The Wild hired a proven commodity in Chuck Fletcher, while David Kahn wasn't the Timberwolves' first choice.
It's ironic that both the Wild, with Chuck Fletcher, and the Timberwolves, with David Kahn, will introduce new general managers today.
The one surprise is that the teams won't announce the hirings at the exact same time, since they're forever competing by having games on the same nights, forcing the local fans to choose between a hockey or basketball game.
Fletcher, assistant GM for the Pittsburgh Penguins, was the Wild's first choice from the word go. The son of longtime NHL executive Cliff Fletcher, one of the smartest men in the hockey business, the new Wild general manager was brought up in hockey and has done a excellent job wherever he has been employed.
Kahn, a former GM of the Indiana Pacers, is a different story.
Tom Penn, assistant general manager for the Portland Trail Blazers, had accepted the Wolves job, but apparently Tod Leiweke, the former Wild president who runs both the Trail Blazers and the NFL's Seattle Seahawks, made sure Penn didn't leave. Leiweke must have made some salary adjustments, among other things, to keep Penn in Portland. Kahn, 47, apparently was the Wolves' fourth choice and hasn't been a GM since 2002. Recently, he has owned National Basketball Development teams and led an unsuccessful effort to lure the Montreal Expos to Portland.
The challenge the Wolves presented was too great for those who turned down the job and who no doubt felt they were better off staying put and waiting for another opportunity.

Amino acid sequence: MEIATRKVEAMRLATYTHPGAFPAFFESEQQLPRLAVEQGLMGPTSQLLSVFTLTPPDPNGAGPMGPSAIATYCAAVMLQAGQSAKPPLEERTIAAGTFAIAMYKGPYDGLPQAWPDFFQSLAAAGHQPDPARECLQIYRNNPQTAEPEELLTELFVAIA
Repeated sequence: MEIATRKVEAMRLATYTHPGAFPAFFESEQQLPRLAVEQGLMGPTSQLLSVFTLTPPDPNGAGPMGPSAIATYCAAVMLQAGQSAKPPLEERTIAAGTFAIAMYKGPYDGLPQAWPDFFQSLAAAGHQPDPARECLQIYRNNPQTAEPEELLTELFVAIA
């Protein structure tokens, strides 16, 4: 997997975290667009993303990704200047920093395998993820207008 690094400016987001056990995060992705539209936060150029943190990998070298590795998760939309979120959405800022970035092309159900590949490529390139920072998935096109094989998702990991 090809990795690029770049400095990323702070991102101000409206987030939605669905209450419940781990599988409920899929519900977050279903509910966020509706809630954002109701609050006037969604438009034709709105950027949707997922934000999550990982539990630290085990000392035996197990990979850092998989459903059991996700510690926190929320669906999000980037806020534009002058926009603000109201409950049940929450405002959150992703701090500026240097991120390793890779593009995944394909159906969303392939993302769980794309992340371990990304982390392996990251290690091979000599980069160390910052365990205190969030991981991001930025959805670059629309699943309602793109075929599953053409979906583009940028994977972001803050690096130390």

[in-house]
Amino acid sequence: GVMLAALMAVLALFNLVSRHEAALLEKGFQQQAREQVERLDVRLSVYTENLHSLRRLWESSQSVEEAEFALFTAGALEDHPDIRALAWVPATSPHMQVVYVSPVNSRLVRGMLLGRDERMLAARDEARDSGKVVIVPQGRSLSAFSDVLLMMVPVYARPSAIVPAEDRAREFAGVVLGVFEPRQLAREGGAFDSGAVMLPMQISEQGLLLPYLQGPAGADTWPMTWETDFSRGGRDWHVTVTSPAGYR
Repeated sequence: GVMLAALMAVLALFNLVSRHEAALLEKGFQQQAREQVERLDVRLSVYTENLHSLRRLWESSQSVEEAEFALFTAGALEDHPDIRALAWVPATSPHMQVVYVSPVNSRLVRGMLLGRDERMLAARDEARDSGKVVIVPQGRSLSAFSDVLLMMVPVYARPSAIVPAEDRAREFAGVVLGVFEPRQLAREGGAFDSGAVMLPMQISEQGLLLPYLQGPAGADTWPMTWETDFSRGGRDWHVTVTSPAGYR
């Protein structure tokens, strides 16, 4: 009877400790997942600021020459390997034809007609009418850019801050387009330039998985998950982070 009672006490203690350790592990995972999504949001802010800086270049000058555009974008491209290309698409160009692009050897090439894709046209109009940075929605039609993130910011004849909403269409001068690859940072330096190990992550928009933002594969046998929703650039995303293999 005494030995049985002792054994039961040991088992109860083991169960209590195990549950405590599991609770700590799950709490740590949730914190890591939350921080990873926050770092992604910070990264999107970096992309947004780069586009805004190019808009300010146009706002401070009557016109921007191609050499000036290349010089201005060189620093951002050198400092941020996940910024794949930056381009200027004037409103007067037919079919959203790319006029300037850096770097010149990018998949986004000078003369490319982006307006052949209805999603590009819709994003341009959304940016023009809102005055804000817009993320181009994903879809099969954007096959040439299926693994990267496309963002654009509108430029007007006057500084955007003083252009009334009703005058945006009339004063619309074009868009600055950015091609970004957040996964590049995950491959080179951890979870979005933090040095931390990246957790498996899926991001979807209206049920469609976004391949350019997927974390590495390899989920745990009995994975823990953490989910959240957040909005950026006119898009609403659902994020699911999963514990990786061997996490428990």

Look for Kevin McHale to be offered the head-coaching job, since he and Kahn know each other and Wolves owner Glen Taylor would like to see McHale get the chance to continue as coach. But unless Taylor will pay McHale the going rate, I don't think he will return.
The only survivor in the front office likely will be assistant GM Fred Hoiberg, who is a real favorite of Taylor's. Kahn likely will bring in his own staff.
As for Fletcher, I've known his father for years and met him through former North Stars GM Lou Nanne. And if Nanne had his choice, there was no doubt that Fletcher would have been the man.
Ben Hankinson, the former Gopher and current agent, has followed Fletcher for years and said "the Wild didn't make a good choice, they made a great one."
Fletcher, 41, no doubt received assurances from owner Craig Leipold that every effort will be made to re-sign Marian Gaborik. Fletcher also has the experience of negotiating contracts, having done it for 10 years for the Florida Panthers, Anaheim Ducks and Penguins.
Look for Todd Richards, a former Gopher and now assistant coach of the San Jose Sharks, to be the leading choice for Fletcher to hire as the Wild's coach.
Richards coached Pittsburgh's AHL team, Wilkes- Barre/Scranton, before moving to San Jose. The word is that Richards is a favorite of Fletcher's.
The Wild has the nucleus to be a contender if it can re-sign Gaborik.
On the other hand, the Wolves have a rebuilding job and if Taylor won't go out and sign a free agent superstar, it won't make a difference who the general manager or coach is.Orlando is no surprise